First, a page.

The Washington Post newsroom has been a laboratory for innovation, capitalizing on the latest advances in storytelling tools.  It also has launched an array of new products, ranging from the Today’s WorldView newsletter aimed at an international audience to additional “202” newsletters that are building on the highly successful Daily 202 franchise.

Broadening the reach of Washington Post reporting, our journalists have appeared frequently on many broadcast and cable news programs, with an average of more than 800 appearances each month. Washington Post LIVE is convening newsmakers and thought leaders for conversations on critical issues of the day.

Our Editorial and Opinions team has expanded the number and range of voices, adding thoughtful perspective and unique context on issues at the heart of today’s especially vibrant public conversation.

Your exceptional work has been recognized with the highest awards in journalism, advertising and technology — from Polk awards to a Pulitzer and WAN-IFRA prizes to the National Press Foundation’s “Feddies.”  But, more importantly, news consumers have demonstrated their appreciation evidenced by rapid growth in page views, video starts and other important metrics of reader engagement.  This progress is encouraging as we continue to pursue our goal of serving more readers across the country and around the world.

In 2017, readers responded to superb Washington Post journalism by subscribing in record numbers, with digital subscriptions more than doubling since January and more than tripling since last year.

Our advertising team has exceeded its targets and all previous records. Digital advertising contributed a far greater share of overall revenue than ever. These gains, coupled with a surge in subscription revenue, position us for continued profitability and increased investment.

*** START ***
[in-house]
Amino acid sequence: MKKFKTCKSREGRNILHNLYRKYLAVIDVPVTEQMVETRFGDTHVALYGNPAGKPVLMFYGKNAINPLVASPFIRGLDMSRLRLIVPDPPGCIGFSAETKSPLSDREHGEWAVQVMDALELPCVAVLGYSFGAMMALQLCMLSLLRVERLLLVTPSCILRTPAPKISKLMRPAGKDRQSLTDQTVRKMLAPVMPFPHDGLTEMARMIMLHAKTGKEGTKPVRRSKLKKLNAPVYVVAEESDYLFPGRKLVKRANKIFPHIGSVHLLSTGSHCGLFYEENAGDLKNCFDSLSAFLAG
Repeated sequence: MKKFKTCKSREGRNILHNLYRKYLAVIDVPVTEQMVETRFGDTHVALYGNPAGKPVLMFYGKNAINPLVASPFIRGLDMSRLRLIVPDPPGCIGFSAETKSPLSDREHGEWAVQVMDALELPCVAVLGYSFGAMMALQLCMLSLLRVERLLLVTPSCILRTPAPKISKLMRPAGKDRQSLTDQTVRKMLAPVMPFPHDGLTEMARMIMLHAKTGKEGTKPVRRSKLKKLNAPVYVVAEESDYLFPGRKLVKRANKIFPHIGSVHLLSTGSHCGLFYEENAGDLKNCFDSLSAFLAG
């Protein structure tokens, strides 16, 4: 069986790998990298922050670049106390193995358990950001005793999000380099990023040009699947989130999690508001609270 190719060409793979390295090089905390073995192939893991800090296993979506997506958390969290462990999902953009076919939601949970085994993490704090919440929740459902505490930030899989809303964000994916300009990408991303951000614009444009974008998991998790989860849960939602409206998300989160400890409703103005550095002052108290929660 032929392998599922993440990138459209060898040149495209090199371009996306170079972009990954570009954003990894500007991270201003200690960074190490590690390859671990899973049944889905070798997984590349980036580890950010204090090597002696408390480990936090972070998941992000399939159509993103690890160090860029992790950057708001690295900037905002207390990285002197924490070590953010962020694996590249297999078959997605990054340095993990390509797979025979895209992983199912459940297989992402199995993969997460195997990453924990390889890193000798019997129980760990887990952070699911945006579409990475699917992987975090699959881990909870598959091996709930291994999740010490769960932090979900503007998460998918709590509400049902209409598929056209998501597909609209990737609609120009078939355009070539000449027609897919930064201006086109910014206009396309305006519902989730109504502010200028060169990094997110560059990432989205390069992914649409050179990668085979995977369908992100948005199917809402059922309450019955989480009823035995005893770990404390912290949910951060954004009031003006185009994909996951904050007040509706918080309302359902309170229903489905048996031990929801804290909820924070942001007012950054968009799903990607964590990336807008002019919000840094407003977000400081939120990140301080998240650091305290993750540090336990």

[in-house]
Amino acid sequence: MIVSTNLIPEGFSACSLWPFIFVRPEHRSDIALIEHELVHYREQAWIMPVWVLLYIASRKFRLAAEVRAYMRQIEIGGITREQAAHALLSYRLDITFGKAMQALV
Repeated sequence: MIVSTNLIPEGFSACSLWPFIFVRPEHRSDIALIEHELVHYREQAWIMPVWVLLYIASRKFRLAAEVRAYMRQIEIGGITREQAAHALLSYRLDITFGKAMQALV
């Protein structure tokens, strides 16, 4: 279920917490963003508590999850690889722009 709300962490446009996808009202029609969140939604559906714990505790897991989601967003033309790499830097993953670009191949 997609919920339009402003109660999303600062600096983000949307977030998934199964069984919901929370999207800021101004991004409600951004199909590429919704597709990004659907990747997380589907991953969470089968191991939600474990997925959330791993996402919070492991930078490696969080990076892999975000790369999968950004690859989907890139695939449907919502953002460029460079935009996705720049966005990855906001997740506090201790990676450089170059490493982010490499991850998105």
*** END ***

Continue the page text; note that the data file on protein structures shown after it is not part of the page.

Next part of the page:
The exceptional team that prepares, produces and delivers our print product continues to innovate and develop additional revenue streams. We now print nearly every major publication in the Washington region.

Through Apple News, Snapchat and other new initiatives, Washington Post journalism is reaching more people, across many more devices and platforms, than ever before. Whether we are telling stories with text, video, audio, graphics, or the latest immersive technologies, we are committed to providing a superior Washington Post experience on all platforms and devices in use today and those yet to be invented.  

The partnership between news and technology is powering our growth and, through Arc, our engineers are now delivering technology solutions to a growing list of leading national and international publications.  In addition toWashingtonPost.com, Arc now provides technology for more than 50 other websites. Our technology team continues to push the boundaries of engineering, pioneering in areas like artificial intelligence and serverless computing.

As the newsroom grows to more than 800 journalists, and as we add to our technology and business teams, we will be acquiring additional space in our headquarters building in 2018. This expansion will meet our needs in the coming year and accommodate anticipated growth in the future.

Despite the many accomplishments of 2017, we must remain mindful that the modern media world changes rapidly and poses constant challenges. We cannot rest on this year’s success, but instead must build on it by relentlessly innovating, experimenting and disrupting even our own practices.  With continued hard work and our naturally scrappy spirit, we can feel confident about moving forward in our aspiration of serving a broader national and global audience.

As mentioned in our Town Hall, this month marked the 140th birthday of The Washington Post. With our rich legacy and a forward-looking team committed to innovation and experimentation, in 2018, The Washington Post can be the world’s only “140-year-old start-up.”

Warmest wishes to you and your families for the holidays,

Fred.